Out of town: The Talent Mr Ripley – Review

The Royal & Derngate Northampton’s latest production is a Phyllis Nagy reworking of Patricia Highsmith’s dark 50s novel The Talented Mr Ripley, famously turned into a film by the late Anthony Minghella.

Michelle Ryan and Sam Heughan in The Talented Mr Ripley
Michelle Ryan and Sam Heughan in The Talented Mr Ripley. Photo: Robert Day

The film served her book well, but watching this intelligent and powerful adaptation makes you realise how much more dark angst and psychological twisting and turning lies in this strange story. The key to Raz Shaw’s revival is a very talented cast; Matt Damon, who played the title role of Tom Ripley in the movie, was essentially miscast compared to Kyle Soller in the play. Soller gives nothing short of a powerhouse performance as eerie, dark and hugely magnetic Tom.

And it’s this magnetism that holds this period story together. A story about a troubled young social parasite, Tom Ripley, who is commissioned by a rich New York couple to journey to Italy to persuade their son, Richard Greenleaf, to return, but who turns to murder to fuel his ambition and deception.

You could argue it’s a pretty homophobic little tale: the gay man as twisted, deceiving, clever, talented, vain and arrogant serial killer. Ripley is talented in all the wrong ways, using a gay person’s creativity and charm as a mask for evil and wrongdoing. But in Nagy’s play it is hard to hate Tom Ripley, as we revel in his ability to outwit and beguile, despite his deadly deeds.

A strong supporting cast is led by the gorgeous pairing of Sam Heughan as Richard Greenleaf and Michelle Ryan as Marge Sherwood, with Miranda Foster in the dual roles of Emily Greenleaf and Tom’s aunt Dottie standing out for her beautiful comic timing.

For all the play’s casting success, the production felt a little inconsistent in places, particularly through direction and design. Elements of modern dance, back projection, overlapping scenes, freeze frame, slow motion, realism and expressionism are all shoved in there, together with a set that looks less 1950s Italy than 1970s Blackpool.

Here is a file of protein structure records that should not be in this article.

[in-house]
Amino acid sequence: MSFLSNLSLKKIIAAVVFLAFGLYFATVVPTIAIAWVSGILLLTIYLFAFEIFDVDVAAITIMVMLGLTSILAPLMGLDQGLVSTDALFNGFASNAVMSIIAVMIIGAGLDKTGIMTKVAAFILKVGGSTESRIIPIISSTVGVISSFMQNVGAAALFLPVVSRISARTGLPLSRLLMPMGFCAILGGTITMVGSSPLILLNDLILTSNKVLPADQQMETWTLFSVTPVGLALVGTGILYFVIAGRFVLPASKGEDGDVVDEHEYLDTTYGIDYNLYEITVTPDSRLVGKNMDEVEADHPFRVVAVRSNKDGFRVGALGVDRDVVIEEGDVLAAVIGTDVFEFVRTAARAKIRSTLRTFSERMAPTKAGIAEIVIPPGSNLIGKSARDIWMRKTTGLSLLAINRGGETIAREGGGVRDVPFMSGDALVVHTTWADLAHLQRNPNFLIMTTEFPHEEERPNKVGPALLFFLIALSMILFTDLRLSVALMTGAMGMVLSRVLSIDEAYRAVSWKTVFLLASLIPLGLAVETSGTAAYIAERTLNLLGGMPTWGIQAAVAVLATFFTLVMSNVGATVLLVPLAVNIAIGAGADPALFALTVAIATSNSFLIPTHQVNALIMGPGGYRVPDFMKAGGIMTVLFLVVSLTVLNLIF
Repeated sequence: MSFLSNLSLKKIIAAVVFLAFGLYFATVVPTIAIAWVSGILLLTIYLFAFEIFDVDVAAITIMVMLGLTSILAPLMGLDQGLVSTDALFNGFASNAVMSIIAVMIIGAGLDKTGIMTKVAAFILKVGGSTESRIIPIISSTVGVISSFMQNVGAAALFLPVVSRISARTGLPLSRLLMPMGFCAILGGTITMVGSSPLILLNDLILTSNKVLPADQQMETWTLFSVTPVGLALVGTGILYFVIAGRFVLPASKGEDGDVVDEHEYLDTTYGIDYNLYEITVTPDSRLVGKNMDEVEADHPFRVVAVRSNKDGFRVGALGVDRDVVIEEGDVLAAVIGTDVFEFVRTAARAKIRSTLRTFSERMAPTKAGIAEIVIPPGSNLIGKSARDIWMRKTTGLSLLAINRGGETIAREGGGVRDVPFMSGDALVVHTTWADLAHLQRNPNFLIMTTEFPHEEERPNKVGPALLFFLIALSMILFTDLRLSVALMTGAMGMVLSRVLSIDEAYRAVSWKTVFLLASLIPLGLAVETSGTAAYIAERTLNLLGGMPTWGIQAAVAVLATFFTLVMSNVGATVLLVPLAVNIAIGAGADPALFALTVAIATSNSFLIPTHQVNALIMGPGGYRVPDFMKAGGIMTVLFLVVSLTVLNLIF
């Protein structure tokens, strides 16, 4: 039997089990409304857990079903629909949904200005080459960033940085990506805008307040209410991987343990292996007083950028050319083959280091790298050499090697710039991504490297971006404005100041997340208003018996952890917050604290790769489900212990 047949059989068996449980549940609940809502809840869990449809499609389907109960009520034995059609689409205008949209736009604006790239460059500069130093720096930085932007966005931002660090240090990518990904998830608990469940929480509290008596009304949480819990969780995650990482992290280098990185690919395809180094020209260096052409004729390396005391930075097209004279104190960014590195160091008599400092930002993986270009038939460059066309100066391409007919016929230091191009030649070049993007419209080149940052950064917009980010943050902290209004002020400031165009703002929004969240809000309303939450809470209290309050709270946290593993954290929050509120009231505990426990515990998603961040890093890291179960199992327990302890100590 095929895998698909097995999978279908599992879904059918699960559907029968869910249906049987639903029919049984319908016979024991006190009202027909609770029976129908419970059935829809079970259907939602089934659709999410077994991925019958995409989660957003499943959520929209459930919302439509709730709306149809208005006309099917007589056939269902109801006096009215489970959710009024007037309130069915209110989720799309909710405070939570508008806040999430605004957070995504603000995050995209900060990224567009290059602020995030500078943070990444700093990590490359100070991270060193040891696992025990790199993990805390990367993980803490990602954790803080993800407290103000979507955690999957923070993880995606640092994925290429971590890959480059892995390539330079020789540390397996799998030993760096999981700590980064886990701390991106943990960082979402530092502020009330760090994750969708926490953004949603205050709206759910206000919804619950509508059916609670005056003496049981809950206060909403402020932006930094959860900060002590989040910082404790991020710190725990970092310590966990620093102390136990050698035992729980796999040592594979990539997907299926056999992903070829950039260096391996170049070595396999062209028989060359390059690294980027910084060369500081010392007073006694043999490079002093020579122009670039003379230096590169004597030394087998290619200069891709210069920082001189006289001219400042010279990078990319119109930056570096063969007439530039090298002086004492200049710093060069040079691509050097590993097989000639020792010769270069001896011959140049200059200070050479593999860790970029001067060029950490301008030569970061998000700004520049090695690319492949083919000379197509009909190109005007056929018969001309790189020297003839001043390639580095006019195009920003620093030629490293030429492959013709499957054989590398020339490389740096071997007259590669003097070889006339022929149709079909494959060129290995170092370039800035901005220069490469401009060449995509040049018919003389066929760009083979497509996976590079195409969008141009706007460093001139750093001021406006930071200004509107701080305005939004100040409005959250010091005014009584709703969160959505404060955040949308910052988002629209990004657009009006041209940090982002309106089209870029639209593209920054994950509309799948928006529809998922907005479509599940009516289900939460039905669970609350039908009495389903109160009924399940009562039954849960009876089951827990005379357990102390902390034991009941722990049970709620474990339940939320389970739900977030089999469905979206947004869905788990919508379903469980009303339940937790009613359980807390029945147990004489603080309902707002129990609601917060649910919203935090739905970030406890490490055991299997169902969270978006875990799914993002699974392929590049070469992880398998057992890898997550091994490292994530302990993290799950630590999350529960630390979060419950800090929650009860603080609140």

But it’s worth the ticket for Kyle Soller alone.

Royal & Derngate Northampton

PAUL RAVEN.


Date: 24 September 2010
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1 thought on “Out of town: The Talent Mr Ripley – Review”

  1. As a huge fan of the Highsmith novels and as someone who was so disappointed and let down by the Minghella movie, I approached this show with trepidation, if not dread.

    I needn’t have worried. This is an adaptation and a production that not only does justice to Ms Highsmith but takes it much further and brings us a breathless evening of suspense, beauty, intrigue and emotional highs and lows that make the term thriller seem somewhat redundant.

    The director Raz Shaw has put together an astonishing cast who turn their hands at a host of rich characters led by the astonishing trio of Sam Heughan as the ‘innocent’ Rickie Greenleaf, Michelle Ryan as the ballsy Marge and the incredible Kyle Soller who makes Ripley the most charming psychopath you are ever likely to see. So charming that you find yourself routing for him in the second half. But all the actors deserve a mention. There is no weak link and the accents are all spot on.

    A special mention has to go to the breathtakingly beautiful design by Hannah Clark ( a hint of Hopper coupled with an amazingly claustrophobic, almost Lynchian surreal second half where you felt trapped in Ripley’s mind amidst the beautiful Gold Lame curtain settings. The lighting in the final scene between Aunt Dottie and Tom is so wonderfully evocative of what must be going through Tom’s mind.The Hitchcockian type music also sent chills up my spine. Which I guess is the point!!

    All in all a wonderful evening in the theatre. Complex. sexy, challenging and breathtaking and all consuming. It deserves a transfer.

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